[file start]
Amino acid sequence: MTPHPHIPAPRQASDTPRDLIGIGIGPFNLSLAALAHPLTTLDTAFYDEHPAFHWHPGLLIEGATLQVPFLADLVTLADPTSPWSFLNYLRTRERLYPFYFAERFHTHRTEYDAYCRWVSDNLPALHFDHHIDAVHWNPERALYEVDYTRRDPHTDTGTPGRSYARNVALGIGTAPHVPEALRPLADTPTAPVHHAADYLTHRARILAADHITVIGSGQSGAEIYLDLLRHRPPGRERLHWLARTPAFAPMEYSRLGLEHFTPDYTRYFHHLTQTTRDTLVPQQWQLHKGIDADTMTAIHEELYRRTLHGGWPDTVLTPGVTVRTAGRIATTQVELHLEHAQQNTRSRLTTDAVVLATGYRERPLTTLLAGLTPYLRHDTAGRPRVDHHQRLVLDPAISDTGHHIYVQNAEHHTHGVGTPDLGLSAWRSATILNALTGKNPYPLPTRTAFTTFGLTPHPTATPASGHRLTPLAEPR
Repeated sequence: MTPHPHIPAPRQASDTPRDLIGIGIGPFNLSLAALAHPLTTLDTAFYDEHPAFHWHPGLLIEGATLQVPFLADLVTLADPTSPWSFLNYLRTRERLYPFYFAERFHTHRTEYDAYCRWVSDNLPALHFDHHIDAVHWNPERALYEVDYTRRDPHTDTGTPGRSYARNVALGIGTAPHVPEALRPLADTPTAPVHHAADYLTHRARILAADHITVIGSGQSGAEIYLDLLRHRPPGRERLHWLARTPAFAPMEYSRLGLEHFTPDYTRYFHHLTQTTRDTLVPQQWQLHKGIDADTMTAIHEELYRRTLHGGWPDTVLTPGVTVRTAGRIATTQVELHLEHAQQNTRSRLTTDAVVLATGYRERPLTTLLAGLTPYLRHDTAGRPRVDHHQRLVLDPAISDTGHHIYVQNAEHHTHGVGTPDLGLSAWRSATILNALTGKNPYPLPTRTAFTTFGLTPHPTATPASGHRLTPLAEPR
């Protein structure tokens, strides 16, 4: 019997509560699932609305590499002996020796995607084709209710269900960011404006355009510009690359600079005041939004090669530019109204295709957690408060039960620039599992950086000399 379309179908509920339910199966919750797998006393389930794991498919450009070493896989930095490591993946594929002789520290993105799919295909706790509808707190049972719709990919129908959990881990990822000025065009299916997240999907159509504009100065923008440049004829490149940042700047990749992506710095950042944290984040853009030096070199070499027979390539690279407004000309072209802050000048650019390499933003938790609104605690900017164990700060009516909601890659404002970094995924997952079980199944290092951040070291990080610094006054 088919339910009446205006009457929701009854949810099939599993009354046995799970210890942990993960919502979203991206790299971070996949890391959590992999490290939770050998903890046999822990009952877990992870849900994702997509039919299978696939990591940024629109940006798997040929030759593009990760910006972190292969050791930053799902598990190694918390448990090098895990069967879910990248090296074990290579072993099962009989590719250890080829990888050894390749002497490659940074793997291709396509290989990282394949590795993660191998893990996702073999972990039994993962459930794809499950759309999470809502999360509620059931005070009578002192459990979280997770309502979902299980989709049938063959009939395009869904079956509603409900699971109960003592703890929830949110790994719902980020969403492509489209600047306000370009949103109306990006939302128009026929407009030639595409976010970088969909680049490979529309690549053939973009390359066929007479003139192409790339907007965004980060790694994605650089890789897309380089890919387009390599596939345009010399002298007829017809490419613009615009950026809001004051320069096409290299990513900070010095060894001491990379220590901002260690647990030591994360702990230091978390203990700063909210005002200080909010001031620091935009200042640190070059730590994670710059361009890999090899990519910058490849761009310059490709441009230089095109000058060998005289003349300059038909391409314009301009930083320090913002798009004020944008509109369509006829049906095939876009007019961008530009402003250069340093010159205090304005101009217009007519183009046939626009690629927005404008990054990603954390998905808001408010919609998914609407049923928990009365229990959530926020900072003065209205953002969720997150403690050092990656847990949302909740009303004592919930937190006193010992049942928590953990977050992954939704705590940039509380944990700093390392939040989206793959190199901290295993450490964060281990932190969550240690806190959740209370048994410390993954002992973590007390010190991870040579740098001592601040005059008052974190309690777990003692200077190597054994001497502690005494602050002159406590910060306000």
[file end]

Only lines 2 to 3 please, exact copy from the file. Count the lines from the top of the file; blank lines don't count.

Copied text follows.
Repeated sequence: MTPHPHIPAPRQASDTPRDLIGIGIGPFNLSLAALAHPLTTLDTAFYDEHPAFHWHPGLLIEGATLQVPFLADLVTLADPTSPWSFLNYLRTRERLYPFYFAERFHTHRTEYDAYCRWVSDNLPALHFDHHIDAVHWNPERALYEVDYTRRDPHTDTGTPGRSYARNVALGIGTAPHVPEALRPLADTPTAPVHHAADYLTHRARILAADHITVIGSGQSGAEIYLDLLRHRPPGRERLHWLARTPAFAPMEYSRLGLEHFTPDYTRYFHHLTQTTRDTLVPQQWQLHKGIDADTMTAIHEELYRRTLHGGWPDTVLTPGVTVRTAGRIATTQVELHLEHAQQNTRSRLTTDAVVLATGYRERPLTTLLAGLTPYLRHDTAGRPRVDHHQRLVLDPAISDTGHHIYVQNAEHHTHGVGTPDLGLSAWRSATILNALTGKNPYPLPTRTAFTTFGLTPHPTATPASGHRLTPLAEPR
């Protein structure tokens, strides 16, 4: 019997509560699932609305590499002996020796995607084709209710269900960011404006355009510009690359600079005041939004090669530019109204295709957690408060039960620039599992950086000399 379309179908509920339910199966919750797998006393389930794991498919450009070493896989930095490591993946594929002789520290993105799919295909706790509808707190049972719709990919129908959990881990990822000025065009299916997240999907159509504009100065923008440049004829490149940042700047990749992506710095950042944290984040853009030096070199070499027979390539690279407004000309072209802050000048650019390499933003938790609104605690900017164990700060009516909601890659404002970094995924997952079980199944290092951040070291990080610094006054 088919339910009446205006009457929701009854949810099939599993009354046995799970210890942990993960919502979203991206790299971070996949890391959590992999490290939770050998903890046999822990009952877990992870849900994702997509039919299978696939990591940024629109940006798997040929030759593009990760910006972190292969050791930053799902598990190694918390448990090098895990069967879910990248090296074990290579072993099962009989590719250890080829990888050894390749002497490659940074793997291709396509290989990282394949590795993660191998893990996702073999972990039994993962459930794809499950759309999470809502999360509620059931005070009578002192459990979280997770309502979902299980989709049938063959009939395009869904079956509603409900699971109960003592703890929830949110790994719902980020969403492509489209600047306000370009949103109306990006939302128009026929407009030639595409976010970088969909680049490979529309690549053939973009390359066929007479003139192409790339907007965004980060790694994605650089890789897309380089890919387009390599596939345009010399002298007829017809490419613009615009950026809001004051320069096409290299990513900070010095060894001491990379220590901002260690647990030591994360702990230091978390203990700063909210005002200080909010001031620091935009200042640190070059730590994670710059361009890999090899990519910058490849761009310059490709441009230089095109000058060998005289003349300059038909391409314009301009930083320090913002798009004020944008509109369509006829049906095939876009007019961008530009402003250069340093010159205090304005101009217009007519183009046939626009690629927005404008990054990603954390998905808001408010919609998914609407049923928990009365229990959530926020900072003065209205953002969720997150403690050092990656847990949302909740009303004592919930937190006193010992049942928590953990977050992954939704705590940039509380944990700093390392939040989206793959190199901290295993450490964060281990932190969550240690806190959740209370048994410390993954002992973590007390010190991870040579740098001592601040005059008052974190309690777990003692200077190597054994001497502690005494602050002159406590910060306000």